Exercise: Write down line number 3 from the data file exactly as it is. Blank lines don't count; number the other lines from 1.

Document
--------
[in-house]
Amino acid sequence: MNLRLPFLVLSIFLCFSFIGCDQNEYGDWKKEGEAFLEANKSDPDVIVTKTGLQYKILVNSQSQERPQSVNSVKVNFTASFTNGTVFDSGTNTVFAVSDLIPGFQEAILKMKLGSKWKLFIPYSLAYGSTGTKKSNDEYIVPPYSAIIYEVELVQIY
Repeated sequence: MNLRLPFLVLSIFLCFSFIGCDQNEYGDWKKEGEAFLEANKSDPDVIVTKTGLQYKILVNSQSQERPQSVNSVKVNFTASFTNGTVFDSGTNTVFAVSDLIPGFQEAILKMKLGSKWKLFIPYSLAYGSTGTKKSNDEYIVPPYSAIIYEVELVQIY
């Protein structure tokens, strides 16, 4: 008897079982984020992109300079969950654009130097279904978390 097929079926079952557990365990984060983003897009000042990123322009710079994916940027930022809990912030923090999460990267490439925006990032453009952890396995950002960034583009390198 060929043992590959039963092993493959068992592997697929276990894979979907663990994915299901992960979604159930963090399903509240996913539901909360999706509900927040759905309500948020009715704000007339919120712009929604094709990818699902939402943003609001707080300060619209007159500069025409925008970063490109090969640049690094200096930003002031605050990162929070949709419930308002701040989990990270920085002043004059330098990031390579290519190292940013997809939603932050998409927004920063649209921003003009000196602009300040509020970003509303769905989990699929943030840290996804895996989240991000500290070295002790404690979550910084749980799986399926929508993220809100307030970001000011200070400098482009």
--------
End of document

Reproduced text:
Repeated sequence: MNLRLPFLVLSIFLCFSFIGCDQNEYGDWKKEGEAFLEANKSDPDVIVTKTGLQYKILVNSQSQERPQSVNSVKVNFTASFTNGTVFDSGTNTVFAVSDLIPGFQEAILKMKLGSKWKLFIPYSLAYGSTGTKKSNDEYIVPPYSAIIYEVELVQIY